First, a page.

For people who are new to Ultimate Fishing Simulator games, or fishing sim games in general, this guide goes over the basics and covers things that might not be explicitly explained in the in-game tutorial.
Your fishing setup has three main points of failure that protect your gear, from the cheapest to most expensive:
The line is cheaper to replace than the reel, which is cheaper to replace than the rod – so that’s the order you want things to break in.
When building your setup, keep that in mind, and always have the rod as your strongest item (the highest weight rating), then the reel, then the line. That way, when your line is the weakest, the line will snap first – rather than your expensive reel or rod!
For example, a good setup would be a rod that can take 4.5kg, a reel that can take 4.2kg, and a line that can take 4kg.
Leaders will also protect your line and snap first, but there aren’t many leaders in-game currently to choose from so it’s a bit harder to customise with them; as such, you can leave the leader off your setup for more control.
A note on hook size
For the smallest hooks, the higher the number the smaller the hook size – so #16 would be the smallest and #1 the biggest, and #14 is smaller than a #9 for example – but above that, they change to numbers like 1/0, and these increase such that 1/0 is the smallest, going up to 2/0, 3/0, and so on.
Small hooks can catch small and big fish, but big hooks can only catch big fish. You can use this to your advantage by increasing hook size so that you catch bigger (and thus more valuable) fish at the expense of quantity (you’ll get fewer bites because the smaller fish won’t be biting), but you can also stay on a small hook size if you want to encourage all fish to bite, for example if you’re looking for a particular kind of fish and don’t want to accidentally rule out catching it.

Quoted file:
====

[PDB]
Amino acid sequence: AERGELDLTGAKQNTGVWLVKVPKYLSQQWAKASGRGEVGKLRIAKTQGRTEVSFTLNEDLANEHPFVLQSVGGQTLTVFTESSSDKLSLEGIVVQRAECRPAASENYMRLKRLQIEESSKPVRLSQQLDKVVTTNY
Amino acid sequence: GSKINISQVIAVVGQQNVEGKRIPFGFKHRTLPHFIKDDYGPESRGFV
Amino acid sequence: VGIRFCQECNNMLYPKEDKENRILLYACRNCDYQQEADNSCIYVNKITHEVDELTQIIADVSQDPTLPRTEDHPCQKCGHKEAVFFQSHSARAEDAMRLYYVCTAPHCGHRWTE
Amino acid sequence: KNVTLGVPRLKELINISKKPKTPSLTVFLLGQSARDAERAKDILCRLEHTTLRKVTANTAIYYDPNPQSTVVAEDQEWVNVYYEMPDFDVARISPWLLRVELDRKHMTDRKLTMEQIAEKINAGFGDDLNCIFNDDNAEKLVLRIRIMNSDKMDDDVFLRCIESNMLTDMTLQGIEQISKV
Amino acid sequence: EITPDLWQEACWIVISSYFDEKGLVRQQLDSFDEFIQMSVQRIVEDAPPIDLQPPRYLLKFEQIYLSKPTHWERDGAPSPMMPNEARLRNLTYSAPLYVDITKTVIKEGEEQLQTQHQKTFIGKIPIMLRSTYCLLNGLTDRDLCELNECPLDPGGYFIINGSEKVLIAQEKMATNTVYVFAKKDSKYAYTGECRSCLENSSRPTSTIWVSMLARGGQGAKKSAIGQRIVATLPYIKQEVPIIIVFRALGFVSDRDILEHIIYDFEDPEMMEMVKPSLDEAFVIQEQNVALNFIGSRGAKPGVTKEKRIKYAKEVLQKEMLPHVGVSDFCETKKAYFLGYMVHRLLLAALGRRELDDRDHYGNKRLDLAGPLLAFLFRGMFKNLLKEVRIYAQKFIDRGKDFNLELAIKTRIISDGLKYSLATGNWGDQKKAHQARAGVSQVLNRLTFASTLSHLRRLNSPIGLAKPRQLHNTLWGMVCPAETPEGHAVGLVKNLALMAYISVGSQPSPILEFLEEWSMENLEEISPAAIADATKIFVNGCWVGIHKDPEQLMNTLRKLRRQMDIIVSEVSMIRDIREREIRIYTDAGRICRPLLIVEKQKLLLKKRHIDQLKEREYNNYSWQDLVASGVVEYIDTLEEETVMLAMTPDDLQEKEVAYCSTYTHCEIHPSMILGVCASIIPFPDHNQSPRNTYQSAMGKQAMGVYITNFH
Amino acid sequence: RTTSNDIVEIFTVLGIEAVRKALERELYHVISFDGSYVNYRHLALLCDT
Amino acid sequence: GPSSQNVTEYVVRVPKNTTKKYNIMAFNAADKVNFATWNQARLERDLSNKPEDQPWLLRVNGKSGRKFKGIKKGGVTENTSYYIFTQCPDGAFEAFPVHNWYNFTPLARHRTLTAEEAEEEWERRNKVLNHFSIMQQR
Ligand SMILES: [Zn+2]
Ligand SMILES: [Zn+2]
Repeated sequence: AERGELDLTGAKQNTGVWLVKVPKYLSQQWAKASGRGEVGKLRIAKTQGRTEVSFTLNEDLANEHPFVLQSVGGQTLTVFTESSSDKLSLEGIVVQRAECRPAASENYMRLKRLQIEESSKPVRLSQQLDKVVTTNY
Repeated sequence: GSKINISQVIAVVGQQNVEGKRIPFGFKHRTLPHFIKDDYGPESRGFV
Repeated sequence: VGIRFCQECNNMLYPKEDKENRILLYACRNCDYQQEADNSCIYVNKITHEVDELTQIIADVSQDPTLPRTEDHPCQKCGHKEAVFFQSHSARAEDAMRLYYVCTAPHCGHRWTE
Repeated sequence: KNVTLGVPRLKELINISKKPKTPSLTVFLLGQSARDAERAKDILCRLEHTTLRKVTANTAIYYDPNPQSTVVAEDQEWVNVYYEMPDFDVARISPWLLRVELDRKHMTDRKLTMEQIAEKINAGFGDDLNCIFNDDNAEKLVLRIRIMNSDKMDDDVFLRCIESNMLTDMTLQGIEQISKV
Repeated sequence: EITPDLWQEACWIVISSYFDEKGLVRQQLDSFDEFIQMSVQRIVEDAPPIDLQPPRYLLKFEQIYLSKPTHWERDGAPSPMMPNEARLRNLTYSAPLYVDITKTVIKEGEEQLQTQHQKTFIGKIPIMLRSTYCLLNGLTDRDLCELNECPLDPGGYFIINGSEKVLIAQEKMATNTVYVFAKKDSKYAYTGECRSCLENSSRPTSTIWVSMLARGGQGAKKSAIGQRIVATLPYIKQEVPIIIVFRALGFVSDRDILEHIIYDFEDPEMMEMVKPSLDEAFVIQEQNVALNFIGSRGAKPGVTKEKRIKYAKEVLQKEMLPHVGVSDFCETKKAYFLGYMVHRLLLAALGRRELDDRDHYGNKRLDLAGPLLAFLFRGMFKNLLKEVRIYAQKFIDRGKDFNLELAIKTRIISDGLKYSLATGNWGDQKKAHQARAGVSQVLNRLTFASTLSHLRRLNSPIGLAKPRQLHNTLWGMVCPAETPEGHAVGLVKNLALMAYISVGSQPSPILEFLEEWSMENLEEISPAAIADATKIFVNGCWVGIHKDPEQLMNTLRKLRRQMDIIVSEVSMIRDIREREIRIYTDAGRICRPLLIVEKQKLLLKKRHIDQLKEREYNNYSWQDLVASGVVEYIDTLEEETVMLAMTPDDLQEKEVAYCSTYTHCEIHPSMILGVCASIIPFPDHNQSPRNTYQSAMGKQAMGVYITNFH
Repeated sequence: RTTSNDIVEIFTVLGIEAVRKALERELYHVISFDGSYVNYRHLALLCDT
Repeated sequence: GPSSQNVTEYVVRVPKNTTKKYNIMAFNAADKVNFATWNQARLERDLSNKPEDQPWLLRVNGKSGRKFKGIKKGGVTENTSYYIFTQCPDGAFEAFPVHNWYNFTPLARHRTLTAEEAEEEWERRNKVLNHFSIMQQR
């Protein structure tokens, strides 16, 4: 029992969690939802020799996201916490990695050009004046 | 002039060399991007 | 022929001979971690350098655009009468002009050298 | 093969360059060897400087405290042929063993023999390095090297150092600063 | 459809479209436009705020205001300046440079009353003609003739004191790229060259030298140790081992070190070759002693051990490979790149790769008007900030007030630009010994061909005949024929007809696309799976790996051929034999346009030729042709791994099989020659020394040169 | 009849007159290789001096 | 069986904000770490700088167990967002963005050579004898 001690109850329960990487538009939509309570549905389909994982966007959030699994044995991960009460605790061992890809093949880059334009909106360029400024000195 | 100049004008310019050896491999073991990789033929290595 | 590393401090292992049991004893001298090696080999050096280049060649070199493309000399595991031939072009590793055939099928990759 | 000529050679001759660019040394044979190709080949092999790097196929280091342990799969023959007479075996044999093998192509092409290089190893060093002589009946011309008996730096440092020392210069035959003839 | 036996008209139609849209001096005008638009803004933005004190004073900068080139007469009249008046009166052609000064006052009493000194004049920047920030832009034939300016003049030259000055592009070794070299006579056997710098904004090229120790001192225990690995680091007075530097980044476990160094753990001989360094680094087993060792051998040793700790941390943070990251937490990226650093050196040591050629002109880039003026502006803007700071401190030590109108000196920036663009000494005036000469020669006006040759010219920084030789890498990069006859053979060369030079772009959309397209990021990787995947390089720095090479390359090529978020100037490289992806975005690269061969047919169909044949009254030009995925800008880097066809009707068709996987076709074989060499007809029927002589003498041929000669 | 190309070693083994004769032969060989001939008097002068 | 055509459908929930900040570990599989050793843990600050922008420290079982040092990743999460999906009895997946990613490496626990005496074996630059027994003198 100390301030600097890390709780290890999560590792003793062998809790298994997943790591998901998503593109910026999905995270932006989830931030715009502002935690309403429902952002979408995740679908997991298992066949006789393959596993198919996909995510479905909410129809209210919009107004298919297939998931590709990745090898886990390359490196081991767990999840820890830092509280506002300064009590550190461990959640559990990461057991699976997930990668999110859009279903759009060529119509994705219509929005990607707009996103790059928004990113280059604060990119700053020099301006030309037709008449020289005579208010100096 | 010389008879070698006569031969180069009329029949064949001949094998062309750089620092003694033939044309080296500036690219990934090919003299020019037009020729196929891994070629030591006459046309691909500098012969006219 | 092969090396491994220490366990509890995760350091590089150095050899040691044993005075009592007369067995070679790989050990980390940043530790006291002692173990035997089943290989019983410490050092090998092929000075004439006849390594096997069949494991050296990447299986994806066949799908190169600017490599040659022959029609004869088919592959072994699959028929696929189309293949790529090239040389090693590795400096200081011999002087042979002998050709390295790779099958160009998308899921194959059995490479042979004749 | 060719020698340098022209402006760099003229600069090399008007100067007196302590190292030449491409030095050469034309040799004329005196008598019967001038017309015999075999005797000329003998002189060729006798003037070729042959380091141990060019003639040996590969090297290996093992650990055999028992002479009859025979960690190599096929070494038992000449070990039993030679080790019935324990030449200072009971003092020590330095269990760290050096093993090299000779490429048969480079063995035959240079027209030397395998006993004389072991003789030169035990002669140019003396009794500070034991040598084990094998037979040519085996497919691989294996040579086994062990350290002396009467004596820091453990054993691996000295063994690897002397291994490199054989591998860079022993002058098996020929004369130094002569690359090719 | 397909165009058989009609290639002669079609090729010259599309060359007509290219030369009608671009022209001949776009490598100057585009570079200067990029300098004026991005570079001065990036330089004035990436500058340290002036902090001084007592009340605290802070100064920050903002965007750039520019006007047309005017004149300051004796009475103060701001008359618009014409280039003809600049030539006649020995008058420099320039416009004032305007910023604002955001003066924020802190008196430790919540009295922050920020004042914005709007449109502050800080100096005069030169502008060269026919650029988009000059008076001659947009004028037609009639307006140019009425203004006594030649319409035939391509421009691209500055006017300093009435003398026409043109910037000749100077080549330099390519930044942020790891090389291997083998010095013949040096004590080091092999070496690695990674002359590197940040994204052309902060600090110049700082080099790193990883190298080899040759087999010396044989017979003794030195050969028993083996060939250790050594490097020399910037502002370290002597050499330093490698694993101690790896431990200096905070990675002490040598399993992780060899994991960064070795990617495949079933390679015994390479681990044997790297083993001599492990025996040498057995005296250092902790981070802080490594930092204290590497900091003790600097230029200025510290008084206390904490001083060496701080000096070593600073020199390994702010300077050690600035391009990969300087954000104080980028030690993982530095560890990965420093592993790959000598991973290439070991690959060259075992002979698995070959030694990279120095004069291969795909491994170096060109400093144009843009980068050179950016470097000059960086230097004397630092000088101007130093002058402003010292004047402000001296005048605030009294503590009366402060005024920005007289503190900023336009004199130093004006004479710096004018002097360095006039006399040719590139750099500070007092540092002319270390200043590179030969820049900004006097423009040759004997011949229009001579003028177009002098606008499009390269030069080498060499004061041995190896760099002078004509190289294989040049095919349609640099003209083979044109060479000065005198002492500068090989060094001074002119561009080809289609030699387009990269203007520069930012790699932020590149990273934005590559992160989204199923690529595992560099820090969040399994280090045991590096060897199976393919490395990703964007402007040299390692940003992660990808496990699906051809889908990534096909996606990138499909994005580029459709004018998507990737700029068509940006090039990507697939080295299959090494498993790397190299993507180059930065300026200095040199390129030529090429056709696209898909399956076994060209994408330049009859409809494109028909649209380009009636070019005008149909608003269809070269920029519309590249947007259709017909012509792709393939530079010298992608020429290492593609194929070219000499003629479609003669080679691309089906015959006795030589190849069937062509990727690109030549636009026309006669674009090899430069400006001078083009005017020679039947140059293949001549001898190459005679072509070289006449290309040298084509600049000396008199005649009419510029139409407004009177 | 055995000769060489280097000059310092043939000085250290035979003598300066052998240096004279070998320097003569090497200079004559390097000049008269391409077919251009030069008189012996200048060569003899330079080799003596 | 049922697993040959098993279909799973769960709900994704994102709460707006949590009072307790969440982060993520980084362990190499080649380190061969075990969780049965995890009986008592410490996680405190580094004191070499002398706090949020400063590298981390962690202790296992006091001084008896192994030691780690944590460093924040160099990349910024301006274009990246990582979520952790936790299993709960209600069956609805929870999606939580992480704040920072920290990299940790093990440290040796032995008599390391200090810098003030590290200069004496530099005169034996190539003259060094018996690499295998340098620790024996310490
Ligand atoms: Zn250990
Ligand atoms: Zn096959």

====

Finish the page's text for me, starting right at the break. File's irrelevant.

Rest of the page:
Catching Fish – Fatigue and Drag
When a fish takes your bait or lure, a fight begins where you try to tire the fish out enough that you can reel it in close enough to shore to lift it out and catch it.
During this fight, it’s important to keep an eye on the drag on your line – the higher the drag, the more the fish has to fight against the line and the quicker the fish will become tired, but if your drag is too high and the fish pulls too much, your line (or worse, your reel or rod) can snap.
When reeling in, you can keep your speed at 100 (indicated by the four arrows in (2) and by the number next to ‘speed’ in (3), and alter the toughness by only using the drag. Keep the drag as high as you can set it without the bars going into the red, and adjust it as and when you need to, lowering drag when the fish pulls more, and increasing it as the fish gets tired.
It’s a good idea to set your drag to relatively low when you cast, and then increase it only after you start reeling in, because often fish can have a strong first few seconds, and your line can snap at this point if your drag is too high.
The three bars under (1) show the stress on your line, rod, and reel respectively. As you reel in, you’ll see the white bars in LINE fill up. When these are full, it’ll extend into the four red bars at the very top. These are the danger bars! You can get away with one or two red bars, but at three or four, you risk breakage if you’re in the red for more than a few seconds.